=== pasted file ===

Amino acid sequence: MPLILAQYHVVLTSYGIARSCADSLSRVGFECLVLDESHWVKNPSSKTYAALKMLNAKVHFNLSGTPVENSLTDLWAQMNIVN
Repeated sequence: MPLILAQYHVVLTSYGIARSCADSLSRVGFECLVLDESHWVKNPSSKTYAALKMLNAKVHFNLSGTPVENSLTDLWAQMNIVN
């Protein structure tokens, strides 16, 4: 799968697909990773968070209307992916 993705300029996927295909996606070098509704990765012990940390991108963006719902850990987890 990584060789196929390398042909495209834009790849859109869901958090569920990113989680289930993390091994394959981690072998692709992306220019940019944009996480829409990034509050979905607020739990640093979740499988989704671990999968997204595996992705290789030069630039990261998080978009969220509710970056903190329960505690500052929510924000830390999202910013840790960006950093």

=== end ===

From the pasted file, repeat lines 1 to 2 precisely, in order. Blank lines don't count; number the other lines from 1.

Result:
Amino acid sequence: MPLILAQYHVVLTSYGIARSCADSLSRVGFECLVLDESHWVKNPSSKTYAALKMLNAKVHFNLSGTPVENSLTDLWAQMNIVN
Repeated sequence: MPLILAQYHVVLTSYGIARSCADSLSRVGFECLVLDESHWVKNPSSKTYAALKMLNAKVHFNLSGTPVENSLTDLWAQMNIVN